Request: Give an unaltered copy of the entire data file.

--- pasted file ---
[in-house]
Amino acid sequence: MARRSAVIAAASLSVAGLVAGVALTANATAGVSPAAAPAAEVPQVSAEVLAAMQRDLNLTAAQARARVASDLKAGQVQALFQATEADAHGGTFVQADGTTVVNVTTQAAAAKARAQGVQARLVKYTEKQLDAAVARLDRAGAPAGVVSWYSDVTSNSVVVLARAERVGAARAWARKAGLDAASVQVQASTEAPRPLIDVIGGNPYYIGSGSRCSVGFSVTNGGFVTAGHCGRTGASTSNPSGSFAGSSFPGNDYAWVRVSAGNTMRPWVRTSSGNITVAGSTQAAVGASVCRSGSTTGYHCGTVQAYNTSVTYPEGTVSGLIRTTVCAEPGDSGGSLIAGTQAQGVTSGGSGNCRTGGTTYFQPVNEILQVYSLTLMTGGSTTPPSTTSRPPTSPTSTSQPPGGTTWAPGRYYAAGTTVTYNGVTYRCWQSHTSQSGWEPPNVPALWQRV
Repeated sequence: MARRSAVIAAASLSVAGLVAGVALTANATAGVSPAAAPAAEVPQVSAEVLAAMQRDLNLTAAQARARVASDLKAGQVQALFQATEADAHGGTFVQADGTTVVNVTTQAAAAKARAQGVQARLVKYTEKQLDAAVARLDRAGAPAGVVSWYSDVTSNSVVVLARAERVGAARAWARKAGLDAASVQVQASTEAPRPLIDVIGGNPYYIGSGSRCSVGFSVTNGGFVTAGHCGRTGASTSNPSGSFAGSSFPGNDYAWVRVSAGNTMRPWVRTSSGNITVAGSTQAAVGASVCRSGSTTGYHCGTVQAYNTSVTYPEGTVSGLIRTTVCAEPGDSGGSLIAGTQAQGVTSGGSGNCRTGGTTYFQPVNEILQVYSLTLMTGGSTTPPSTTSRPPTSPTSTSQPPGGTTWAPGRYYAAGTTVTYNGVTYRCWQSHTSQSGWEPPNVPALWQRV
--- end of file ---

[in-house]
Amino acid sequence: MARRSAVIAAASLSVAGLVAGVALTANATAGVSPAAAPAAEVPQVSAEVLAAMQRDLNLTAAQARARVASDLKAGQVQALFQATEADAHGGTFVQADGTTVVNVTTQAAAAKARAQGVQARLVKYTEKQLDAAVARLDRAGAPAGVVSWYSDVTSNSVVVLARAERVGAARAWARKAGLDAASVQVQASTEAPRPLIDVIGGNPYYIGSGSRCSVGFSVTNGGFVTAGHCGRTGASTSNPSGSFAGSSFPGNDYAWVRVSAGNTMRPWVRTSSGNITVAGSTQAAVGASVCRSGSTTGYHCGTVQAYNTSVTYPEGTVSGLIRTTVCAEPGDSGGSLIAGTQAQGVTSGGSGNCRTGGTTYFQPVNEILQVYSLTLMTGGSTTPPSTTSRPPTSPTSTSQPPGGTTWAPGRYYAAGTTVTYNGVTYRCWQSHTSQSGWEPPNVPALWQRV
Repeated sequence: MARRSAVIAAASLSVAGLVAGVALTANATAGVSPAAAPAAEVPQVSAEVLAAMQRDLNLTAAQARARVASDLKAGQVQALFQATEADAHGGTFVQADGTTVVNVTTQAAAAKARAQGVQARLVKYTEKQLDAAVARLDRAGAPAGVVSWYSDVTSNSVVVLARAERVGAARAWARKAGLDAASVQVQASTEAPRPLIDVIGGNPYYIGSGSRCSVGFSVTNGGFVTAGHCGRTGASTSNPSGSFAGSSFPGNDYAWVRVSAGNTMRPWVRTSSGNITVAGSTQAAVGASVCRSGSTTGYHCGTVQAYNTSVTYPEGTVSGLIRTTVCAEPGDSGGSLIAGTQAQGVTSGGSGNCRTGGTTYFQPVNEILQVYSLTLMTGGSTTPPSTTSRPPTSPTSTSQPPGGTTWAPGRYYAAGTTVTYNGVTYRCWQSHTSQSGWEPPNVPALWQRV